It is true that rates are at a historic low and have been for some time and also true that Dirt tax of 41% nearly halves the interest that you do earn. But there is still enough variation for it to be worth shopping around for the best home for your money.
If you are looking to save regularly, there is a wide disparity of interest offered by the major Irish banks, from 1.25% up to 3.5%. The highest rate is courtesy of KBC for amounts between €100 and €1,000, but there are strings attached. The 3.5% rate is only available to customers who have a KBC current account and set up a monthly standing order to the Regular Saver. Otherwise KBC offers a much less attractive 1.5%. There are no restrictions on either version of the account; you can make withdrawals whenever you choose.
The next best interest rate available is 3% from EBS for its Family Savings Account but this account comes with withdrawal restrictions. Customers save between €100 and €1,000 per month, with flexible deposit amounts allowed, and must leave the funds in the account for the first 12 months. At the end of the year you have the option to withdraw all or part of your funds and/or continue saving for another year.
Nationwide UK (Ireland) offers 2.5%, AIB 2%, Bank of Ireland (BOI) 1.35%, Permanent TSB 1.25% and Ulster Bank 1.25%. They all have broadly similar terms, although Bank of Ireland permits monthly savings of up to €2000 and requires seven days notice for withdrawals.
A newly-introduced product that may have caught the eye of potential homebuyers is Bank of Ireland’s Mortgage Saver account. Its chief selling point is a bonus of 10% of the highest balance when you draw down a mortgage. You are permitted to lodge up to €20,000 in a lump sum plus save up to €2,500 per month for two years. It sounds very attractive but customers should do their maths before choosing this option.
Customers who avail of this deal cannot also claim the bank’s offer of 2% cashback on mortgages for first time buyers (although this is due to end in September). House buyers should also always focus on the rate of the mortgage, lower interest will be worth more in the long-term than introductory offers.
When it comes to lump sum deposits, interest rates are dependent on the level of access you need — the longer you can put the funds away for the better, but even with that rates are low. Interest rates for notice deposit accounts or easy access accounts are between .25 and 1%. Even rising to three or four years, the best rate from a bank is KBC’s 1.1%.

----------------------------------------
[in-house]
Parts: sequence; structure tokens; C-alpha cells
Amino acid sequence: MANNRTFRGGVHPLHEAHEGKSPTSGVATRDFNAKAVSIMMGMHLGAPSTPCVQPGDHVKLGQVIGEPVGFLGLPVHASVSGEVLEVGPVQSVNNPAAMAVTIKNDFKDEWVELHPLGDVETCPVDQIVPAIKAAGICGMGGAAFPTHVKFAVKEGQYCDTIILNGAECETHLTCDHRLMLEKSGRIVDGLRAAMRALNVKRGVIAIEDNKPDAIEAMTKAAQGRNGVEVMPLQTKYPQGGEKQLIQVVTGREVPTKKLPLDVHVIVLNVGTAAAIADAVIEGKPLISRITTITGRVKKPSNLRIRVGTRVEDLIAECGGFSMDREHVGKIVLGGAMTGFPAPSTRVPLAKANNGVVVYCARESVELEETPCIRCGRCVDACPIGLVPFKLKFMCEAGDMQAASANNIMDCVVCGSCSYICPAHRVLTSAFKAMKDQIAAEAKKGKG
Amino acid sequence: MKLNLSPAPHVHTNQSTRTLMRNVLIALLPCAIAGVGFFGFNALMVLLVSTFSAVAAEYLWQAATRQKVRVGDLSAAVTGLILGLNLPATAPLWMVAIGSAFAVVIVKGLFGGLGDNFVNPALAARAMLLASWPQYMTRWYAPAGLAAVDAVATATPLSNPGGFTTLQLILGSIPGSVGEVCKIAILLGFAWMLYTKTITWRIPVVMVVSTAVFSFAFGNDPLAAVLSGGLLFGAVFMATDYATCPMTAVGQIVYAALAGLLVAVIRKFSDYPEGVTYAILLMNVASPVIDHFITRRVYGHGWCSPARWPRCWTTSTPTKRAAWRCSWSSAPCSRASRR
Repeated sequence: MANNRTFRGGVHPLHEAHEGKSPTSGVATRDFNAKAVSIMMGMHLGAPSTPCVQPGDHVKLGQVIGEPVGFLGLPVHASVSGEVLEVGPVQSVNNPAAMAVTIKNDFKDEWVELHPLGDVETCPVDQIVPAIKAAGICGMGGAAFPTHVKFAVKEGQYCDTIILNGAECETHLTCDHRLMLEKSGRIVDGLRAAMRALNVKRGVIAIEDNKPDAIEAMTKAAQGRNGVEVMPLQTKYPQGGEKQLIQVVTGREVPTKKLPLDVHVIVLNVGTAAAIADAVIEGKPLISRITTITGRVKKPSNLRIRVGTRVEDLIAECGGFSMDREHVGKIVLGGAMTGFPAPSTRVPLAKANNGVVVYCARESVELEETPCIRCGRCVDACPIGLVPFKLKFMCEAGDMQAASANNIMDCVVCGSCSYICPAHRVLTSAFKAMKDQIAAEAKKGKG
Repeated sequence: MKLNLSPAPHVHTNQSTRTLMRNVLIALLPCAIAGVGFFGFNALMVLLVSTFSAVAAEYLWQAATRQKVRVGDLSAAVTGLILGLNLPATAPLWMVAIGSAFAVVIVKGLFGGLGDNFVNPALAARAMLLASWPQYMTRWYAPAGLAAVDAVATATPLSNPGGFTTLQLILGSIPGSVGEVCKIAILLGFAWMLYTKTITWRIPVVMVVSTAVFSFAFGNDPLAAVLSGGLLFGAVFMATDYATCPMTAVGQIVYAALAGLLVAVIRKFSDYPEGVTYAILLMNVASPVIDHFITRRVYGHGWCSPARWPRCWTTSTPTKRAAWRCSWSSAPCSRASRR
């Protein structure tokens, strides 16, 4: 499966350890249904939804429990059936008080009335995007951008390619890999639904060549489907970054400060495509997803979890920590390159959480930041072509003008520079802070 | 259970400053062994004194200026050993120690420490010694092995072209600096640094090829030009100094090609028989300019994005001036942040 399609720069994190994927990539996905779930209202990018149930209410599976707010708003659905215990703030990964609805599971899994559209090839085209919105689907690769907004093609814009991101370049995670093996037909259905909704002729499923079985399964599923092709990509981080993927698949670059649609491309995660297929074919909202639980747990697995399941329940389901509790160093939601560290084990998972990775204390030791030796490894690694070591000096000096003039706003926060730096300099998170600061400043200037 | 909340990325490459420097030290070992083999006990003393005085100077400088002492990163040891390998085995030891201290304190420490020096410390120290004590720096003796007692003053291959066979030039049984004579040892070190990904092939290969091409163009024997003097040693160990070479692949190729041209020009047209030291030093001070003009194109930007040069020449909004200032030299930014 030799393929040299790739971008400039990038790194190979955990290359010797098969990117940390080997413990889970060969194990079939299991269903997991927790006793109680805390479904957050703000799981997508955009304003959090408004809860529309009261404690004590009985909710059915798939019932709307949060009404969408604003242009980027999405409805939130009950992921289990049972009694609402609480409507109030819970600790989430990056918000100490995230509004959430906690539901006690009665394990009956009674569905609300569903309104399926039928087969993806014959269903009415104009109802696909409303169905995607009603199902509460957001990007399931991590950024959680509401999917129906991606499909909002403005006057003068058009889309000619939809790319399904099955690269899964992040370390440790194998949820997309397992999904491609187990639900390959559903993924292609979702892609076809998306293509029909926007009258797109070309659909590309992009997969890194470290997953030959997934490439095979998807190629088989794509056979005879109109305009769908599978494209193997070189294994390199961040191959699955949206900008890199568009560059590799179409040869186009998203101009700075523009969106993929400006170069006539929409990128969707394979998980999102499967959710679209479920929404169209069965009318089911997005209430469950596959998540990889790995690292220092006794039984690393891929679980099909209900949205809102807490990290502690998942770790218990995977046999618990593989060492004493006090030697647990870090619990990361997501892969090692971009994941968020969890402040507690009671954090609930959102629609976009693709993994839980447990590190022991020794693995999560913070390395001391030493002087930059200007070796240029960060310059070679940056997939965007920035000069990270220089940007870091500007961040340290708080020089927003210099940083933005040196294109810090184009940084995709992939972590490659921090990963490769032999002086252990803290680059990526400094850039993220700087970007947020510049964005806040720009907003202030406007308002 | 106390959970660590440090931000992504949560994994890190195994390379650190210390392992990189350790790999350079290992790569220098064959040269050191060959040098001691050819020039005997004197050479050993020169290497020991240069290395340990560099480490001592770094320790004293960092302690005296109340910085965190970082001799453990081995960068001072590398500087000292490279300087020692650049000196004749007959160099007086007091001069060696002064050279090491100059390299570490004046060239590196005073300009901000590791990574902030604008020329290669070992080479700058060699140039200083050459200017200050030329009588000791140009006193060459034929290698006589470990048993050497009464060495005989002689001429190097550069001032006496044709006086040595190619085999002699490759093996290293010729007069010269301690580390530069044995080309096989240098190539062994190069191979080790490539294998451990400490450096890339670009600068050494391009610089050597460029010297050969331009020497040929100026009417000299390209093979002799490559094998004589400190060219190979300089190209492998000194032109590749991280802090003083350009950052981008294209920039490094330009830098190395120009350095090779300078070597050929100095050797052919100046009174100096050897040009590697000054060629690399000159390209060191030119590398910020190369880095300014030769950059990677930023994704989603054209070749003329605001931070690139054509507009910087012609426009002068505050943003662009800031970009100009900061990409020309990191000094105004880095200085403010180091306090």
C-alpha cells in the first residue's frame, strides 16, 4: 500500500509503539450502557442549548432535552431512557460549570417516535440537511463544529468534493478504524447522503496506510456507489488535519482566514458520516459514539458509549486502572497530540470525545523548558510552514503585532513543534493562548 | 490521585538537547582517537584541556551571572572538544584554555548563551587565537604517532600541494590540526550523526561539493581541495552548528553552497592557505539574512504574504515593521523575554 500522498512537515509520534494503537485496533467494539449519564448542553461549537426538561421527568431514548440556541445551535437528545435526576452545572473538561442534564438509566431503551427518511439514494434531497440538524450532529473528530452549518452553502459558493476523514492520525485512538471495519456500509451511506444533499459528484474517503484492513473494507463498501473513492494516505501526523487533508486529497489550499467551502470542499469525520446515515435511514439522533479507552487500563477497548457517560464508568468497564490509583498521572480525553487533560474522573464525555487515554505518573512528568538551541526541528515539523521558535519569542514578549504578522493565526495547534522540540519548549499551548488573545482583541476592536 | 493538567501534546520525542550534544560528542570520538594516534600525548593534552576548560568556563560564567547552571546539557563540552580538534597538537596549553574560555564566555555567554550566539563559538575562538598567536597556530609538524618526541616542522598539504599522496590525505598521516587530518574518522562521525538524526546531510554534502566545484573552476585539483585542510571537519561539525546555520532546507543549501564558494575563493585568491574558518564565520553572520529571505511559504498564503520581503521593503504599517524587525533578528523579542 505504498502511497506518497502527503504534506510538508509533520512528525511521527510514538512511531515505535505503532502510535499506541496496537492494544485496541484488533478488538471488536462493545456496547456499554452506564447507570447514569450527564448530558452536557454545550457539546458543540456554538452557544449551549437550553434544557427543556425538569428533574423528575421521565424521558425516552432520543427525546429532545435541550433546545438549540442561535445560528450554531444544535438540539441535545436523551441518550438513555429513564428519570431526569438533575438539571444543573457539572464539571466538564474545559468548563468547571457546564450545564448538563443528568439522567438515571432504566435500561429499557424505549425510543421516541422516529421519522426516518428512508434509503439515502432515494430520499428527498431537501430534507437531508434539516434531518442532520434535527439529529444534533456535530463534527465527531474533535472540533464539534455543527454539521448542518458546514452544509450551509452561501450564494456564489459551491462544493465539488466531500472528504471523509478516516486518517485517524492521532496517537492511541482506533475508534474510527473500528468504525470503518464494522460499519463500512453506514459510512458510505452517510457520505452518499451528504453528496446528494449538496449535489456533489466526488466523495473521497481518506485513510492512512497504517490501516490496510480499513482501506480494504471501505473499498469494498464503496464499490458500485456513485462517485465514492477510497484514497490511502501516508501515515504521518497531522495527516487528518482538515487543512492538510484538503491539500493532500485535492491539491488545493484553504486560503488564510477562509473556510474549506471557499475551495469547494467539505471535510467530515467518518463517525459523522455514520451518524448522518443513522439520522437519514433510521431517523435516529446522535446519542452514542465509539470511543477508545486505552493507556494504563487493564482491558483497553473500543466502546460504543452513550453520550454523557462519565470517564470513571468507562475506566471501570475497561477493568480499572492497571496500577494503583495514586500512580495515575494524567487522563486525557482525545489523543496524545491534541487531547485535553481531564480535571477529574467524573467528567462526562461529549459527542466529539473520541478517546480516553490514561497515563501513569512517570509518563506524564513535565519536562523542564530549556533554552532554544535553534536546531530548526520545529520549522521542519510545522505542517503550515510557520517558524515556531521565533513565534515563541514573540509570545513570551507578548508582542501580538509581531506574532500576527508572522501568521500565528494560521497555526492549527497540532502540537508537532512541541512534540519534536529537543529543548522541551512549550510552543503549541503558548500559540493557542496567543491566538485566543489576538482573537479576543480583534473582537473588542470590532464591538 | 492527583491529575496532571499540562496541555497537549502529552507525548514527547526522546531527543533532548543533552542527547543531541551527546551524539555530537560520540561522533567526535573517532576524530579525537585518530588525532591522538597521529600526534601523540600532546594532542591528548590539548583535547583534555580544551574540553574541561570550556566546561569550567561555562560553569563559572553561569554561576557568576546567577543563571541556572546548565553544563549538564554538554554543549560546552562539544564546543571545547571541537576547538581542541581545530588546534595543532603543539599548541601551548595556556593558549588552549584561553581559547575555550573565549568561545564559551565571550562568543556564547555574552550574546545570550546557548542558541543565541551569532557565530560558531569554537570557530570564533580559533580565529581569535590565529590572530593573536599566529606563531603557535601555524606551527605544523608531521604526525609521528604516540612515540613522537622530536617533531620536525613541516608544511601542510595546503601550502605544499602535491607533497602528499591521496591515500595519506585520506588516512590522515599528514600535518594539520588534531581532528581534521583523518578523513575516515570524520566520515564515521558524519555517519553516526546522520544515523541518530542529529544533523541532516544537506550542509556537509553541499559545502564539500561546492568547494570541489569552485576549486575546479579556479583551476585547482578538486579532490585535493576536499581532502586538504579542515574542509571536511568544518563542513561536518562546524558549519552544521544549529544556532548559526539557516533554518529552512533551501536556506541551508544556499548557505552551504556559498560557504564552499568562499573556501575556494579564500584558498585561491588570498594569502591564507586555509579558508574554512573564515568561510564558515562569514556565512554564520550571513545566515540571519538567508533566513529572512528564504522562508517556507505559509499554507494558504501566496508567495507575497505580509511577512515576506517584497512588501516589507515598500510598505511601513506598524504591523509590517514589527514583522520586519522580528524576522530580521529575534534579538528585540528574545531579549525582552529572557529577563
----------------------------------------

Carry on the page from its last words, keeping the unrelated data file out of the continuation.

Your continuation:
For longer terms bank of Ireland offers a rate of 1.25% AER on its 7 Year Growth Deposit Account, which works out at 9.07% gross over the full term. It also has five and six year options. If you do have funds that you can do without in the medium to long-term, you should consider the various state saving products, administered through An Post. These are competitive over the longer terms, not least because the interest is free of Dirt. The 5 Year Savings Certificates offers a return of 5% return after 5 years (AER 0.98%) while the 10 Year National Solidarity Bond currently on offer will provide a 16% return on your investment after 10 years (AER 1.50%).
Customers looking for higher rates of interest would have to accept some element of risk and look at investment options. Speak to a broker aboutunit-linked funds, shares and the stock market.
With rates so low, another option is to roll the dice and put some lump sum savings in Prize Bonds. With these, no interest is paid to bondholders. Instead the interest (currently 0.85%) is paid into the monthly prize fund, to be distributed to winners in the weekly draw. There are four €1m prizes per annum and thousands of weekly prizes; all of which are free from Dirt if won.
DEAL OF THE WEEK
Argos is doing their bit for cash-strapped parents, with a range of back-to-school offers on sale at the moment.
For young scholars starting out they have character backpacks, some with matching umbrellas, available from €13.99. Peppa Pig, Finding Dory and the ubiquitous Frozen are all available.
There are larger branded backpacks and messenger bags for older students from around €20 and also sports and lunch bags.
A range of computer and audio equipment aimed at older pupils is also included in the back-to-school offer, with tablet prices starting from €74.99. Bush Spira 7in 32GB tablet looks great value at €119.99. 32GB of storage gives you loads of room for apps, music and maybe even some school projects.
Argos has also included a range of art supplies, ranging from basic Crayola kits for younger children up to portfolio cases and more advanced equipment for second-level art students.